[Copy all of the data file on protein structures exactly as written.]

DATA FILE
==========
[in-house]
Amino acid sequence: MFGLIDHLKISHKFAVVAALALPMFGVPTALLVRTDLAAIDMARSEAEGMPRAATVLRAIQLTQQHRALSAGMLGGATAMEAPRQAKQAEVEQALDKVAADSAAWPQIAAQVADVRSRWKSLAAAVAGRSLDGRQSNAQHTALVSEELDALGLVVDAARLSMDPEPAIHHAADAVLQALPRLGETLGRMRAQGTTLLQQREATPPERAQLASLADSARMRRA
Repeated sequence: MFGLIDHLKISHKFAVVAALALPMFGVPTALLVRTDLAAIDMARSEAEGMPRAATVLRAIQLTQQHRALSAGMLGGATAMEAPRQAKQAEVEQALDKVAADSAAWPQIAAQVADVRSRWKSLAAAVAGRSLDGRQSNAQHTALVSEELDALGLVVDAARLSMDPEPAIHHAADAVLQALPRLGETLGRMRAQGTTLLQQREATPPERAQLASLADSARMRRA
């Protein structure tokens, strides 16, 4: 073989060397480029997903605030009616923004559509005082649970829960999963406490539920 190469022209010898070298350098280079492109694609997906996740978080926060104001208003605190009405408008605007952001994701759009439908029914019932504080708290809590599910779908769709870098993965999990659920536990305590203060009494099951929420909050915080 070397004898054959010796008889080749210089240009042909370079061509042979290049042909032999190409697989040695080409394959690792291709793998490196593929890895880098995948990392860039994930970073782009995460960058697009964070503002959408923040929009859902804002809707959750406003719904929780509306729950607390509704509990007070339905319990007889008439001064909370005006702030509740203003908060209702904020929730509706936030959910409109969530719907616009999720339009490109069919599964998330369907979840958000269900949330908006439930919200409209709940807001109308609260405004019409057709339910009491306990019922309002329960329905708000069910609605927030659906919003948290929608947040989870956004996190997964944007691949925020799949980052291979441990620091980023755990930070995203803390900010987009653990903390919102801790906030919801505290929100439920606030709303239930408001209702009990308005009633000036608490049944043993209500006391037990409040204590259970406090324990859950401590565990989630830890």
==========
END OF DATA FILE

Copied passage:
[in-house]
Amino acid sequence: MFGLIDHLKISHKFAVVAALALPMFGVPTALLVRTDLAAIDMARSEAEGMPRAATVLRAIQLTQQHRALSAGMLGGATAMEAPRQAKQAEVEQALDKVAADSAAWPQIAAQVADVRSRWKSLAAAVAGRSLDGRQSNAQHTALVSEELDALGLVVDAARLSMDPEPAIHHAADAVLQALPRLGETLGRMRAQGTTLLQQREATPPERAQLASLADSARMRRA
Repeated sequence: MFGLIDHLKISHKFAVVAALALPMFGVPTALLVRTDLAAIDMARSEAEGMPRAATVLRAIQLTQQHRALSAGMLGGATAMEAPRQAKQAEVEQALDKVAADSAAWPQIAAQVADVRSRWKSLAAAVAGRSLDGRQSNAQHTALVSEELDALGLVVDAARLSMDPEPAIHHAADAVLQALPRLGETLGRMRAQGTTLLQQREATPPERAQLASLADSARMRRA
């Protein structure tokens, strides 16, 4: 073989060397480029997903605030009616923004559509005082649970829960999963406490539920 190469022209010898070298350098280079492109694609997906996740978080926060104001208003605190009405408008605007952001994701759009439908029914019932504080708290809590599910779908769709870098993965999990659920536990305590203060009494099951929420909050915080 070397004898054959010796008889080749210089240009042909370079061509042979290049042909032999190409697989040695080409394959690792291709793998490196593929890895880098995948990392860039994930970073782009995460960058697009964070503002959408923040929009859902804002809707959750406003719904929780509306729950607390509704509990007070339905319990007889008439001064909370005006702030509740203003908060209702904020929730509706936030959910409109969530719907616009999720339009490109069919599964998330369907979840958000269900949330908006439930919200409209709940807001109308609260405004019409057709339910009491306990019922309002329960329905708000069910609605927030659906919003948290929608947040989870956004996190997964944007691949925020799949980052291979441990620091980023755990930070995203803390900010987009653990903390919102801790906030919801505290929100439920606030709303239930408001209702009990308005009633000036608490049944043993209500006391037990409040204590259970406090324990859950401590565990989630830890």